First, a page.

"Can I get fish?"
A straight "Fish, please" should be accepted in my opinion, though others may think the level of politeness doesn't quite match up with the original Japanese phrase.
And strictly speaking, ください isn't simply "please". It comes from the respectful sonkeigo verb 下さる which means "to give (me)", so literally it translates closest to "please give me". And that's why we use を, to mark the direct object the verb is referring to.
As in さかなください? Basically the translation would be unchanged :) though it becomes slightly less formal; omitting particles is done quite often in speech, but it's a bit stricter in writing.
In Japanese, a lot of things can be omitted if they are obvious from context, and in this context of asking for something (made obvious by the nature of ください), it's clear you are asking for fish, not asking them to give it to the fish (さかなにください) or to do something by means of fish (さかなでください). In those two cases, they are unexpected interpretations so you should use the appropriate particle to clarify your intended meaning.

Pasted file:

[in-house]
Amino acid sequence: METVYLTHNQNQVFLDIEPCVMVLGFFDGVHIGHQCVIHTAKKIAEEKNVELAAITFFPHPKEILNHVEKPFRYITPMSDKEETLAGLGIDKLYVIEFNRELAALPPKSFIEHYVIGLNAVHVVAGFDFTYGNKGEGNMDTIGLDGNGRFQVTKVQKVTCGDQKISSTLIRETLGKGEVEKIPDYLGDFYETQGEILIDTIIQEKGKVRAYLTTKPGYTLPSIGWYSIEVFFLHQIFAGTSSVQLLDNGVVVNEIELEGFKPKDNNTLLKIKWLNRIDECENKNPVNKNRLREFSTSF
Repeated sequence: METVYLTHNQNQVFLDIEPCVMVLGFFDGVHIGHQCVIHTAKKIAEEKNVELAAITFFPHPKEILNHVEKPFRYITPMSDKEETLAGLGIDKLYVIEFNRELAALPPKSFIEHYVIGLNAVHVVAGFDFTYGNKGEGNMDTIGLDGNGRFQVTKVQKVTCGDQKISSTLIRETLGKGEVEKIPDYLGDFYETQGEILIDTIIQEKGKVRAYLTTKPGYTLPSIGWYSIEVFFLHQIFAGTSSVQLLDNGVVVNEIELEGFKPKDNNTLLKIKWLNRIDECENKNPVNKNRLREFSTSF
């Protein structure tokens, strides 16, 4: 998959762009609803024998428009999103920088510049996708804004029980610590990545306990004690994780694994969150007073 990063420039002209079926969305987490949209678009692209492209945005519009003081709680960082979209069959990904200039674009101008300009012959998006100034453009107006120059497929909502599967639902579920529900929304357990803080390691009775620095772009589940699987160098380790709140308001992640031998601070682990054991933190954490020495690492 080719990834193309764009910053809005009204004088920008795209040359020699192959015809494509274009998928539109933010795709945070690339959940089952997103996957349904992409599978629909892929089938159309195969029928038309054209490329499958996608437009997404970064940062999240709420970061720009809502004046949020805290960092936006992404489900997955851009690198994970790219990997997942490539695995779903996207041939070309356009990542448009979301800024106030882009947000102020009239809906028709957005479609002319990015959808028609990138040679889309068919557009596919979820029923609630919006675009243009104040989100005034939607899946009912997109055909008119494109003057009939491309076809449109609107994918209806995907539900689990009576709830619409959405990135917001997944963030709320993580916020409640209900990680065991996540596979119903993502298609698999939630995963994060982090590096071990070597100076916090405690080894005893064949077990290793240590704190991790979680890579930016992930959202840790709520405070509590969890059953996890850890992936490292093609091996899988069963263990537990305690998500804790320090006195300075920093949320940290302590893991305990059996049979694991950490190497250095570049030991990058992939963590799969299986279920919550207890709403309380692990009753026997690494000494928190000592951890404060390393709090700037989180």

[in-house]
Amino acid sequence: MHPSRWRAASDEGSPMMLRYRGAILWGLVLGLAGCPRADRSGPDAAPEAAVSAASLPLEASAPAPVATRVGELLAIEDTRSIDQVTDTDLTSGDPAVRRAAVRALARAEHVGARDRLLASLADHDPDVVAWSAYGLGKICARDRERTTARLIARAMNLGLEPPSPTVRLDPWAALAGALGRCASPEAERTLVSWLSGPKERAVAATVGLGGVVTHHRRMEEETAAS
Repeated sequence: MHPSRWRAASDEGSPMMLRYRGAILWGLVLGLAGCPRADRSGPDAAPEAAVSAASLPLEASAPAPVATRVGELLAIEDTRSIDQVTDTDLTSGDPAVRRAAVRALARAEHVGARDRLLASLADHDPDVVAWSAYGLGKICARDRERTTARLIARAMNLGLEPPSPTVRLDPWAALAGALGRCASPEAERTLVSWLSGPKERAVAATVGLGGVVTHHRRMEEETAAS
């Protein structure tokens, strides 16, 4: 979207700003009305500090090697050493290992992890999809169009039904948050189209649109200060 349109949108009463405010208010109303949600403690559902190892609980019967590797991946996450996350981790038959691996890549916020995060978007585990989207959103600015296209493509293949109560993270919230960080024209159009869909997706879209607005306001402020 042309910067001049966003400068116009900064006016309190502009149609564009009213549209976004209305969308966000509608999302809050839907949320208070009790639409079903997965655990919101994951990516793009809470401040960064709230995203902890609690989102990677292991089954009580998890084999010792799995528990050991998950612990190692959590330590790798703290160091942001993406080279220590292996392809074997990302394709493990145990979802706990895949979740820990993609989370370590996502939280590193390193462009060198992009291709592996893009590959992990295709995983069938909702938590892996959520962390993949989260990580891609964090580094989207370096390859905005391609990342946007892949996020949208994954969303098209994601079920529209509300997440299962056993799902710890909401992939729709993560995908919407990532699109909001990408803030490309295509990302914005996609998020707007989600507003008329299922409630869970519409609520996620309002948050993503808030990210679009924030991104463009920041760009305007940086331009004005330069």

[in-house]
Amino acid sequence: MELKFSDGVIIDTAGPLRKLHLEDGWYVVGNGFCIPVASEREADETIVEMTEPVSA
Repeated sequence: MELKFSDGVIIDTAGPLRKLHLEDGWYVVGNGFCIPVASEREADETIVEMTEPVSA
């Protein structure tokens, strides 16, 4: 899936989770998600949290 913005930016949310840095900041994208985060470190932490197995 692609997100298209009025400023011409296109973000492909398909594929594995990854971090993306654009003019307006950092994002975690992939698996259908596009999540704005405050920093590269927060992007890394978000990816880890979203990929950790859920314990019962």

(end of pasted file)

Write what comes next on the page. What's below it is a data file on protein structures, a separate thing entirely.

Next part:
I think of it as "could I have" (kudasai even kinda sounds like it). Or "I'd like the fish, please" Perhaps this is a colloquially is said slightly different. Some report that they used the purse "could I get..", which should rude to me but each locality might have a slightly different accepted norm for the appropriate response. I think their translation as "fish please" is a good one, as technically, we aren't asking a question, but instead indicating a responds, or making a request. I also think that many societies have polite forums of making said request. Here, is often done as phrasing it as a question (as we aren't really telling someone to go do something). If they had asked us to translate the sentence " could i have (donde) fish", then that isa question, and would be asked differently (requiring "ka" are tree end). So, in kind, "fish, please" I believe is an accurate representation for answering an (implied) question of "what can I get for you?". Here we might say "fish, please", or "could I have the.." , whereas " kudasai" would be the/an appropriate response in Japan.
It's notreallya question - it's more like a polite way of specifying/indicating the thing that you want, when the other person is waiting for you to tell them.
Otherwise, once might also say "I'd like..." Or "I want..". It comes across slightly less rude or demanding." --- "fish please" I take as not a "literal" word-for-word translation, but instead a translation of how one society/language decides to handle an particular type of exchange. ---